Robin: Son of Batman #2

Story by
Art by
Patrick Gleason
Colors by
John Kalisz, Jeromy Cox
Cover by
DC Comics

Damian's path to redemption continues in Patrick Gleason's "Robin: Son of Batman" #2 as the prodigal son attempts to replace the head of a South American pyramid spirit. Gleason's script is good, accentuated by his fantastic art. The writer has a solid grasp on Damian, keeping the character true to his core while allowing Robin to evolve as a person. The other characters in the book are a little generic but this only helps to highlight the very big personality of the book's lead.

Gleason introduces Damian to the new Nobody, set up to be the mirror of his journey. It creates a clever dynamic; her motivation is to let the son of Batman redeem himself enough to have something to lose when she eventually destroys him. Damian works best when he has someone to directly interact with, a character that won't immediately bristle at his brusqueness. She jumps into the delightfully trippy fight as Gleason and colorists John Kalisz and Jeromy Cox wend readers through large-scale action with the temple guardian. The perspective choices are mostly well considered, as Gleason uses the page real estate efficiently, creating moments of impact that are destructive and appropriately big. He attempts to balance the wide shots with close ups and they are all gorgeous, though some are almost too close and thus obfuscate the intention of the panel. His present moment panels are full of expressive and kinetic energy, including an amazing splash page that could be a defining image for the young Wayne as he descends on a cartel member. There's a touch of Mignola in his designs of Goliath and his flashback sequences are softer, almost as if readers are looking back on Damian's worst days through rose-colored glasses.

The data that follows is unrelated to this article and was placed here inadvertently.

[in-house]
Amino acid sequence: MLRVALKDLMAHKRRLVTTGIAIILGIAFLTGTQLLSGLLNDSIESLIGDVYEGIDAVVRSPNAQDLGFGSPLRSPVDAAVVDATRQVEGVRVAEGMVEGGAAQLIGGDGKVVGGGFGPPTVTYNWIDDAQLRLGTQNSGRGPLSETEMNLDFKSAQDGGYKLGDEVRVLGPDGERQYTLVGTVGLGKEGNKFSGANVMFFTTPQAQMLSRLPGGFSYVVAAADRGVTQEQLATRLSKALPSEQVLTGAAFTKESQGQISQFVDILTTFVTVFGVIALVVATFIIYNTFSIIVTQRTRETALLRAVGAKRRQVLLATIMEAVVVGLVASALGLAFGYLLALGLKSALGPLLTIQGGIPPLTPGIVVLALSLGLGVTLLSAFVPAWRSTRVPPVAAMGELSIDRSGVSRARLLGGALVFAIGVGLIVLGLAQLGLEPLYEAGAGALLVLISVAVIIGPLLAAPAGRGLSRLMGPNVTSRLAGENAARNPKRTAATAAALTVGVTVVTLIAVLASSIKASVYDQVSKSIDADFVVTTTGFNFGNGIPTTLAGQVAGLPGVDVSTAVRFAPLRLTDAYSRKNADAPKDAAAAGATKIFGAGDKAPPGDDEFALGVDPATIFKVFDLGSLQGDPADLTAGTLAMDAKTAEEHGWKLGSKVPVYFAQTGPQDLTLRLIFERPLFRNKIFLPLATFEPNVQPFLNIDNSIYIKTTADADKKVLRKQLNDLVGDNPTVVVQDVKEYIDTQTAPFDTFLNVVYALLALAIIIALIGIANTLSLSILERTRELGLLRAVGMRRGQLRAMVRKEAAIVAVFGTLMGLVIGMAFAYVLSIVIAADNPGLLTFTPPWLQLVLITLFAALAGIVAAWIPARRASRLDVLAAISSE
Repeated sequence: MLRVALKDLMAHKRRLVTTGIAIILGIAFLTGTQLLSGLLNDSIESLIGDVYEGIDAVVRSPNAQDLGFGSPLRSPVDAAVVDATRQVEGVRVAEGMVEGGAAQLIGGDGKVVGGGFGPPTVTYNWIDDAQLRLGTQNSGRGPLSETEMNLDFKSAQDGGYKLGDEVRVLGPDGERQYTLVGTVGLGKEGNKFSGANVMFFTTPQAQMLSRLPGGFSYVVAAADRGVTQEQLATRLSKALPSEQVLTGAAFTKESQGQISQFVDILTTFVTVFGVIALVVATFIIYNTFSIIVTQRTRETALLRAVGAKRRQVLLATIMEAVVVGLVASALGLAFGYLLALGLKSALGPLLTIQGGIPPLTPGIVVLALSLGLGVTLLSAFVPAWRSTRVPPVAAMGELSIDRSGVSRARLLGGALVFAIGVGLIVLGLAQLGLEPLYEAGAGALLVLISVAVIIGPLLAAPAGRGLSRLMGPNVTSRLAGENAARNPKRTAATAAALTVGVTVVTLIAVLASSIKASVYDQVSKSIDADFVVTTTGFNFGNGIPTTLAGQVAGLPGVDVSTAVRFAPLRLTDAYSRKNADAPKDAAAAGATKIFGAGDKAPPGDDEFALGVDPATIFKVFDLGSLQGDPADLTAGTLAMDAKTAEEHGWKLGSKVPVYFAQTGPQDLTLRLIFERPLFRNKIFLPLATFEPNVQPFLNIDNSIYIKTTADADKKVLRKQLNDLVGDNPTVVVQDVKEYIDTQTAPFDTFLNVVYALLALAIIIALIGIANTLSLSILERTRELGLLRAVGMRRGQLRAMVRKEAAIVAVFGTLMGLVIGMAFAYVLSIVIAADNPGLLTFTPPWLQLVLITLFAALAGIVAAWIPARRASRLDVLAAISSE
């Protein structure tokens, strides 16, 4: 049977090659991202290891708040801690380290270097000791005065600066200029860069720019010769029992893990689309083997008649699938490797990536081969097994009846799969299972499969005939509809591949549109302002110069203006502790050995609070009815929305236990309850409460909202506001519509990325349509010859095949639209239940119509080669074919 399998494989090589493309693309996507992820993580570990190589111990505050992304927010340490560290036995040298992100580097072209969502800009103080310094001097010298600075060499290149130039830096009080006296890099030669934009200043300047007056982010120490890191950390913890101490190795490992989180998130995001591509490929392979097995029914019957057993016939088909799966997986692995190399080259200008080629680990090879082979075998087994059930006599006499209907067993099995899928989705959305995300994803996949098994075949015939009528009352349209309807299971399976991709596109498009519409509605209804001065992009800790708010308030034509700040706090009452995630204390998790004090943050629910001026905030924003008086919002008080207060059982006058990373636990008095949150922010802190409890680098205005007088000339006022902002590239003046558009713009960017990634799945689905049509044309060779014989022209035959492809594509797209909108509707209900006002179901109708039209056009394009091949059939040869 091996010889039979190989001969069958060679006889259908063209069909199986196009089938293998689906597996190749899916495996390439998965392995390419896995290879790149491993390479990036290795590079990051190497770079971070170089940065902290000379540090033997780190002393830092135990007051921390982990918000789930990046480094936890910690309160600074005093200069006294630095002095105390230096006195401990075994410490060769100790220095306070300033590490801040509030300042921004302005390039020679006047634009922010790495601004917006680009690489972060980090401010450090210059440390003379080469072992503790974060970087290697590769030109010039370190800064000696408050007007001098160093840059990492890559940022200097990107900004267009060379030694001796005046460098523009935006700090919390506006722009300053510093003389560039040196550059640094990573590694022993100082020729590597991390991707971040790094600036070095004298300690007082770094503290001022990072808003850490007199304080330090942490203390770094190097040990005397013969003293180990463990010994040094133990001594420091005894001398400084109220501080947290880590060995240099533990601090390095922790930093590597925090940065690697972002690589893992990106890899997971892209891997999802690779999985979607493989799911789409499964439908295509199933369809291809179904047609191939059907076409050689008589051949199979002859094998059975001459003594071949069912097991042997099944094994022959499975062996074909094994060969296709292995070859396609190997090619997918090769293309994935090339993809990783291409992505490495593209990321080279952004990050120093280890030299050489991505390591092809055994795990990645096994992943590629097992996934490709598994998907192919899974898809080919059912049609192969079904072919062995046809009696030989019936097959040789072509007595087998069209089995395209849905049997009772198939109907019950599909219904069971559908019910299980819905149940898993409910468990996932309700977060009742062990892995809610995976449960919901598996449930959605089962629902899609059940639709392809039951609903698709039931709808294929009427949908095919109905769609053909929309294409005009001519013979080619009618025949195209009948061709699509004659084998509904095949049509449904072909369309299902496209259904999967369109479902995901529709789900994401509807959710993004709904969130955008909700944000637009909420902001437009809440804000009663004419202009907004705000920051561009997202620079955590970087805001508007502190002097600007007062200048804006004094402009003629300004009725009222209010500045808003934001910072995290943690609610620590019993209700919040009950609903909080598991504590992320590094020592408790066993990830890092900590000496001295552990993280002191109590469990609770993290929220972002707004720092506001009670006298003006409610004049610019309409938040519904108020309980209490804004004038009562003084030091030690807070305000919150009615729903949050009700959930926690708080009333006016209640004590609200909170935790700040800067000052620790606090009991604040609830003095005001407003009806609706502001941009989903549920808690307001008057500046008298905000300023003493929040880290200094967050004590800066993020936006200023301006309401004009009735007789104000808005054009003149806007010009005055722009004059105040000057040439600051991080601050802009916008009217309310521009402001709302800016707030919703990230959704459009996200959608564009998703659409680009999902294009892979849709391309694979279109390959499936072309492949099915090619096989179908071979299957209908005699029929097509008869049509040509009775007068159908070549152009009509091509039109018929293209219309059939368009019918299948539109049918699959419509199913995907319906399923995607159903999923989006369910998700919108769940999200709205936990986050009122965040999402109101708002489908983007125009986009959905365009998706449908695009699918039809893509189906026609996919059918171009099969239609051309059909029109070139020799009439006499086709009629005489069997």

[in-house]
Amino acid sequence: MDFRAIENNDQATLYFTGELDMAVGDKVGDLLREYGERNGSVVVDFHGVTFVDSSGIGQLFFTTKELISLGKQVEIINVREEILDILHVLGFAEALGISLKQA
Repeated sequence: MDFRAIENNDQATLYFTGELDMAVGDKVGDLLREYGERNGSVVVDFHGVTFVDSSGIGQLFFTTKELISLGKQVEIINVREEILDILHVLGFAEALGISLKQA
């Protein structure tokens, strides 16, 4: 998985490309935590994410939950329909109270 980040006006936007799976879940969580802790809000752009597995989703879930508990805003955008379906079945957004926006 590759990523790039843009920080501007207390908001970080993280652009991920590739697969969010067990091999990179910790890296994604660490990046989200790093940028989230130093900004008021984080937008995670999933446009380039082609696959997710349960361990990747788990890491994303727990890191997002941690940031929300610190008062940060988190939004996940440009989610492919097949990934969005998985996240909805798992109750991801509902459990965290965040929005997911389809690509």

The title is developing its identity as the travelogue of Damian's globe-trotting redemption, similar to his father's own path towards his destiny as Batman. It's entertaining and Gleason makes the title character just likeable enough to keep a reader invested in the proceedings. As someone who had spent his entire life becoming the ideal version of something terrible, he now puts himself all-in to become a force of good. He's an alpha, for sure, and operates on such a high level that he has difficulty with the world not keeping up. Now that he has someone on his side ensuring his success and a guaranteed fight to the death at the end of that road, Nobody has accidentally given Robin something on which to focus. Readers know that this is a character who thrives when focused, which Gleason will most likely use to accelerate his redemption.

Two issues in, "Robin: Son of Batman" becomes an entertaining journey of a character working at the top of his integrity to be the best version of himself. He will trip along the way, which will be great for readers. Gleason understands that a Damian Wayne with no self-awareness will lead to rich storytelling and exploits that part of the character to great effect. Readers missing the classic combination of Dick Grayson and Damian Wayne will feel like they're getting the closest thing to that with this series.


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